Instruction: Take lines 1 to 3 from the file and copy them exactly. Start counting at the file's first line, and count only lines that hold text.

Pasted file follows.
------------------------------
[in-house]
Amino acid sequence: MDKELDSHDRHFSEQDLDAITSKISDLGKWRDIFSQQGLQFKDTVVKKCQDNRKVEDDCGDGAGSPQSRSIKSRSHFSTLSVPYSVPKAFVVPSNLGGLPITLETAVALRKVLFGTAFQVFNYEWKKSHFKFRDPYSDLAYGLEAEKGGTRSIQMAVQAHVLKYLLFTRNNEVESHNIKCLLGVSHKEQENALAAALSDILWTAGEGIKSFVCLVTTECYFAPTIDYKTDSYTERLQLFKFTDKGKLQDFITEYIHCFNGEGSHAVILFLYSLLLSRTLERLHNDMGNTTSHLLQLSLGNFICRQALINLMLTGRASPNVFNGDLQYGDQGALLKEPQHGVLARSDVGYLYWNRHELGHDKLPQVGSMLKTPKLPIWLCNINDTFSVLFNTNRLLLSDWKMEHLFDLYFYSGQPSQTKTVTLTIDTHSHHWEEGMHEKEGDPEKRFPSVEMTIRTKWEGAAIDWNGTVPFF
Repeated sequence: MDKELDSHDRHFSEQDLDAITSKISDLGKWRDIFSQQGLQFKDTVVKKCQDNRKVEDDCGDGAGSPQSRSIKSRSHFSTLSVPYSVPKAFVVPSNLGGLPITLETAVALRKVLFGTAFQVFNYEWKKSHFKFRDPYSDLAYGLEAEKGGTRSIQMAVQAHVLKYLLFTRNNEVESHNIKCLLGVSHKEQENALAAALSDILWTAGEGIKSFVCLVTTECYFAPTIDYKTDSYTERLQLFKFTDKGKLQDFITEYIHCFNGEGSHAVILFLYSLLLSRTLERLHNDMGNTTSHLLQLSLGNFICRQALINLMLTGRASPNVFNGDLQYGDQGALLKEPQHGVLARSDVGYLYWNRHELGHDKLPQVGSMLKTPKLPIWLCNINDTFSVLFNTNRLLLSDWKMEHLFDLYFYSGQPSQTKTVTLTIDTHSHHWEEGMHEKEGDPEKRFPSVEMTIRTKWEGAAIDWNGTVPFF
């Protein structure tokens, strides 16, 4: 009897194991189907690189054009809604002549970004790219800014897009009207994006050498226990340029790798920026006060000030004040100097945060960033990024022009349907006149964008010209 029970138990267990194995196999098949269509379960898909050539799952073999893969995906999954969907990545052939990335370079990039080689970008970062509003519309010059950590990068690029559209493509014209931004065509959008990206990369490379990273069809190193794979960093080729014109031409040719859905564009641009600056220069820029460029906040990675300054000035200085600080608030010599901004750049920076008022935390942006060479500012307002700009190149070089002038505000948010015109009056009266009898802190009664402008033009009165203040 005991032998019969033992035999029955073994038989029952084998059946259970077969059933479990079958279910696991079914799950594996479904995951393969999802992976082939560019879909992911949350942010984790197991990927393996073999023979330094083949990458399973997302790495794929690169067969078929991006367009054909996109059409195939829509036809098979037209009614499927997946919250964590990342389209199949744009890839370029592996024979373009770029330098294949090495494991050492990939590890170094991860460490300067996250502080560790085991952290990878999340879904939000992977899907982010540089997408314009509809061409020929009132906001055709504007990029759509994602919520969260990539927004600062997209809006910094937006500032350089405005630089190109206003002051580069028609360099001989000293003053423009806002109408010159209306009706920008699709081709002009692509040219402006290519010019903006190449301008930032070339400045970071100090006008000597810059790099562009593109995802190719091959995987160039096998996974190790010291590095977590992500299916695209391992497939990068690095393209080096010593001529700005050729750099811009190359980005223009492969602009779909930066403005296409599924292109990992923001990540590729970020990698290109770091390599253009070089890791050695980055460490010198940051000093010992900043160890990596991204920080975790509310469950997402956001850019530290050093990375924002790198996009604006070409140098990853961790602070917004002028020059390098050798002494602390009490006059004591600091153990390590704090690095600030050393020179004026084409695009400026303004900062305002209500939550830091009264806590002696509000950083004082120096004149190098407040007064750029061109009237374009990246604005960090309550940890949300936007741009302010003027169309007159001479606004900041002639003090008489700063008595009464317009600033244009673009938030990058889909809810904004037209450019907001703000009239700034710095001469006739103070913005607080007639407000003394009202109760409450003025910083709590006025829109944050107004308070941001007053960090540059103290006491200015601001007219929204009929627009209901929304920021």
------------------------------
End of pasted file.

[in-house]
Amino acid sequence: MDKELDSHDRHFSEQDLDAITSKISDLGKWRDIFSQQGLQFKDTVVKKCQDNRKVEDDCGDGAGSPQSRSIKSRSHFSTLSVPYSVPKAFVVPSNLGGLPITLETAVALRKVLFGTAFQVFNYEWKKSHFKFRDPYSDLAYGLEAEKGGTRSIQMAVQAHVLKYLLFTRNNEVESHNIKCLLGVSHKEQENALAAALSDILWTAGEGIKSFVCLVTTECYFAPTIDYKTDSYTERLQLFKFTDKGKLQDFITEYIHCFNGEGSHAVILFLYSLLLSRTLERLHNDMGNTTSHLLQLSLGNFICRQALINLMLTGRASPNVFNGDLQYGDQGALLKEPQHGVLARSDVGYLYWNRHELGHDKLPQVGSMLKTPKLPIWLCNINDTFSVLFNTNRLLLSDWKMEHLFDLYFYSGQPSQTKTVTLTIDTHSHHWEEGMHEKEGDPEKRFPSVEMTIRTKWEGAAIDWNGTVPFF
Repeated sequence: MDKELDSHDRHFSEQDLDAITSKISDLGKWRDIFSQQGLQFKDTVVKKCQDNRKVEDDCGDGAGSPQSRSIKSRSHFSTLSVPYSVPKAFVVPSNLGGLPITLETAVALRKVLFGTAFQVFNYEWKKSHFKFRDPYSDLAYGLEAEKGGTRSIQMAVQAHVLKYLLFTRNNEVESHNIKCLLGVSHKEQENALAAALSDILWTAGEGIKSFVCLVTTECYFAPTIDYKTDSYTERLQLFKFTDKGKLQDFITEYIHCFNGEGSHAVILFLYSLLLSRTLERLHNDMGNTTSHLLQLSLGNFICRQALINLMLTGRASPNVFNGDLQYGDQGALLKEPQHGVLARSDVGYLYWNRHELGHDKLPQVGSMLKTPKLPIWLCNINDTFSVLFNTNRLLLSDWKMEHLFDLYFYSGQPSQTKTVTLTIDTHSHHWEEGMHEKEGDPEKRFPSVEMTIRTKWEGAAIDWNGTVPFF